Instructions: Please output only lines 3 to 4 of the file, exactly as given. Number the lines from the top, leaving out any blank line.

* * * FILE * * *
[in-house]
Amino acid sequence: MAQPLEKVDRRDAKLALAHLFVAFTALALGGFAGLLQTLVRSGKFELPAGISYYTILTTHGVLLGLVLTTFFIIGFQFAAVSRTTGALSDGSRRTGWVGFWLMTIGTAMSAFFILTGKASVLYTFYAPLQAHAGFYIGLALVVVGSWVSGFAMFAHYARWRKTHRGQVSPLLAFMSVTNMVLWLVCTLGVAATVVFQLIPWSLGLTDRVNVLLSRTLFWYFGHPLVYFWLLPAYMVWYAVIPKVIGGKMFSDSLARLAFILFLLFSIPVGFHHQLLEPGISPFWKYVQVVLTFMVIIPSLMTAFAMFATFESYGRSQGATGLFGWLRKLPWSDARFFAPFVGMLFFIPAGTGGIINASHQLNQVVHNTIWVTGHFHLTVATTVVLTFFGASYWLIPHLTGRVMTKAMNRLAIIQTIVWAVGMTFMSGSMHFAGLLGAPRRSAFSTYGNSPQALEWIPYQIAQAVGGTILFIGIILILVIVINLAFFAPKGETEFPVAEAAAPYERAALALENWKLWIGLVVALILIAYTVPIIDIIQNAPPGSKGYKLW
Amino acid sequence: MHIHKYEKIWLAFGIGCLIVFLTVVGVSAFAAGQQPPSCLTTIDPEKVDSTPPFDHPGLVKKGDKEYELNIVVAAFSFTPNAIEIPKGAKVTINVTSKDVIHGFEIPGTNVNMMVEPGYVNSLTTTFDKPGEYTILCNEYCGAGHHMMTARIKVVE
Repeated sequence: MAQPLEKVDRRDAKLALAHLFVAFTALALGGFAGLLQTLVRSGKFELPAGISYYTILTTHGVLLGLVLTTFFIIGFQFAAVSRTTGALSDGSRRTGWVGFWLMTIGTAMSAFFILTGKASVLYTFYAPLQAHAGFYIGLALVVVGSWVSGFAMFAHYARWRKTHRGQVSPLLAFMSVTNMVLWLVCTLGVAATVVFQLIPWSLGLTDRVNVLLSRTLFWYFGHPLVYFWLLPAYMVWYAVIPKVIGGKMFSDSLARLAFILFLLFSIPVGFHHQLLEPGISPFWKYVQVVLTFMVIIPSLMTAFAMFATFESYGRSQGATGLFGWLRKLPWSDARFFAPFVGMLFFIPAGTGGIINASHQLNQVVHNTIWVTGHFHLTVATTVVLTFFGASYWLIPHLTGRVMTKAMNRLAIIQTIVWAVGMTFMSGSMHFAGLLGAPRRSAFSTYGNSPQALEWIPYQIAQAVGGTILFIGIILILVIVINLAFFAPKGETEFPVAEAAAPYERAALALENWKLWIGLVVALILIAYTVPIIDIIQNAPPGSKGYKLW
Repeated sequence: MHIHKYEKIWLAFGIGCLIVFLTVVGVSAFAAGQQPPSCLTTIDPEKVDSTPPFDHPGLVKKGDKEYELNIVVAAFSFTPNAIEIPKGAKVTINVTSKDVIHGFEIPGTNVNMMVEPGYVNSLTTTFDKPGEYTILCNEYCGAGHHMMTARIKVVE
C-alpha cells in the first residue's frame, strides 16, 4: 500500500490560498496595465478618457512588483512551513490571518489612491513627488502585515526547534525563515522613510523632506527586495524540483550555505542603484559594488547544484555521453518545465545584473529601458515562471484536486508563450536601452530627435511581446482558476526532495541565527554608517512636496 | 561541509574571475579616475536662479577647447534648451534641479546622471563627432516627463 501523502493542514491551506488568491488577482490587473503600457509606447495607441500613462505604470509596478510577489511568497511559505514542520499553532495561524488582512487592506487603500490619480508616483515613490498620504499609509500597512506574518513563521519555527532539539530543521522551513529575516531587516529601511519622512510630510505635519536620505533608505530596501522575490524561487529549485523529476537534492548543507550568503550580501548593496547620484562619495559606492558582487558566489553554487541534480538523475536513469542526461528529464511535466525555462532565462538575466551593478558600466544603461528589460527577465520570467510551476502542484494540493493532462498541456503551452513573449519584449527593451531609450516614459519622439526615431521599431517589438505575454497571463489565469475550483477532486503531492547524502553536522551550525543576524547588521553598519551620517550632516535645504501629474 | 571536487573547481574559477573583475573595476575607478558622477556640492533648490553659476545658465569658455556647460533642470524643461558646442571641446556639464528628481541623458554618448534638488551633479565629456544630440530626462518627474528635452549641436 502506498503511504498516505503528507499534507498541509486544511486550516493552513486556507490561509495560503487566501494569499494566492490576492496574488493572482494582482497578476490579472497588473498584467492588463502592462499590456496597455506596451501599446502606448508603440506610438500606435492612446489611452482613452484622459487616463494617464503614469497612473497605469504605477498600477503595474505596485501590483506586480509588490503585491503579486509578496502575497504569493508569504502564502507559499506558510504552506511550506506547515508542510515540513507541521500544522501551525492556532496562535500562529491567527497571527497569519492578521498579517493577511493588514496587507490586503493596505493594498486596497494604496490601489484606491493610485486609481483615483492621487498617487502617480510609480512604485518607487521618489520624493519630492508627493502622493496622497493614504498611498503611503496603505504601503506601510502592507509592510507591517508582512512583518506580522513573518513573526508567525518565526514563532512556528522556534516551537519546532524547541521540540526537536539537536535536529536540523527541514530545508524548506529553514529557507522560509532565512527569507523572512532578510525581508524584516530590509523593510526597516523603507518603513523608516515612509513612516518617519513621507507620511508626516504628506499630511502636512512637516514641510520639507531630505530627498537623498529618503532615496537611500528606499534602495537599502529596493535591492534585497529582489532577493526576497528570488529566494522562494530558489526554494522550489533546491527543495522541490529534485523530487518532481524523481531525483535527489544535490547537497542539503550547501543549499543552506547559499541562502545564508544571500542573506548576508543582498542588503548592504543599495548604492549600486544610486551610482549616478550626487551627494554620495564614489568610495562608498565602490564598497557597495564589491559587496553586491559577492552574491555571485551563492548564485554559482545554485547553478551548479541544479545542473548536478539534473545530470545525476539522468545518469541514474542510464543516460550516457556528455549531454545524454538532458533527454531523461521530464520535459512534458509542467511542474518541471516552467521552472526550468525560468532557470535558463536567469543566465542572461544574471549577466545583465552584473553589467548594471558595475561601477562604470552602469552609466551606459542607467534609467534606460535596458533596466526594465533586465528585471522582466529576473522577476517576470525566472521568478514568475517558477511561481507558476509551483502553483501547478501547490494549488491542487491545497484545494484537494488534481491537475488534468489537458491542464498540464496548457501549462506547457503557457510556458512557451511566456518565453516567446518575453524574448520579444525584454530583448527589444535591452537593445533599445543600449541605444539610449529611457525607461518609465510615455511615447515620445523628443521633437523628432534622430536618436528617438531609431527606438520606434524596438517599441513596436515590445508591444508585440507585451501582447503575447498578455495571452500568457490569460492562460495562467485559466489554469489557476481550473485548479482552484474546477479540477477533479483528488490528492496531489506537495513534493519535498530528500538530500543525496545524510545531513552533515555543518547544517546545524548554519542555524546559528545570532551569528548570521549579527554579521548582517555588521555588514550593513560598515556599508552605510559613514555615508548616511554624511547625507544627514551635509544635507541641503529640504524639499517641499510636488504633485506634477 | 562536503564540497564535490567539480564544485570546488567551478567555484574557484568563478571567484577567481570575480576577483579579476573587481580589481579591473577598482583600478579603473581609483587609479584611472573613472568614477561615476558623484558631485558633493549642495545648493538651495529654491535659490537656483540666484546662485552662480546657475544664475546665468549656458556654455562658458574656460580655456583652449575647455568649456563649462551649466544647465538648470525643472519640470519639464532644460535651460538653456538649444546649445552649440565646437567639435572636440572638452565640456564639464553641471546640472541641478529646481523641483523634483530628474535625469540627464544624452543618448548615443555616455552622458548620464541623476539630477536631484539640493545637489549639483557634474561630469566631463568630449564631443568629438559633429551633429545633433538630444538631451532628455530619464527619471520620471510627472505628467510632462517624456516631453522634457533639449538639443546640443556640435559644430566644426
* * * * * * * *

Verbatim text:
Amino acid sequence: MHIHKYEKIWLAFGIGCLIVFLTVVGVSAFAAGQQPPSCLTTIDPEKVDSTPPFDHPGLVKKGDKEYELNIVVAAFSFTPNAIEIPKGAKVTINVTSKDVIHGFEIPGTNVNMMVEPGYVNSLTTTFDKPGEYTILCNEYCGAGHHMMTARIKVVE
Repeated sequence: MAQPLEKVDRRDAKLALAHLFVAFTALALGGFAGLLQTLVRSGKFELPAGISYYTILTTHGVLLGLVLTTFFIIGFQFAAVSRTTGALSDGSRRTGWVGFWLMTIGTAMSAFFILTGKASVLYTFYAPLQAHAGFYIGLALVVVGSWVSGFAMFAHYARWRKTHRGQVSPLLAFMSVTNMVLWLVCTLGVAATVVFQLIPWSLGLTDRVNVLLSRTLFWYFGHPLVYFWLLPAYMVWYAVIPKVIGGKMFSDSLARLAFILFLLFSIPVGFHHQLLEPGISPFWKYVQVVLTFMVIIPSLMTAFAMFATFESYGRSQGATGLFGWLRKLPWSDARFFAPFVGMLFFIPAGTGGIINASHQLNQVVHNTIWVTGHFHLTVATTVVLTFFGASYWLIPHLTGRVMTKAMNRLAIIQTIVWAVGMTFMSGSMHFAGLLGAPRRSAFSTYGNSPQALEWIPYQIAQAVGGTILFIGIILILVIVINLAFFAPKGETEFPVAEAAAPYERAALALENWKLWIGLVVALILIAYTVPIIDIIQNAPPGSKGYKLW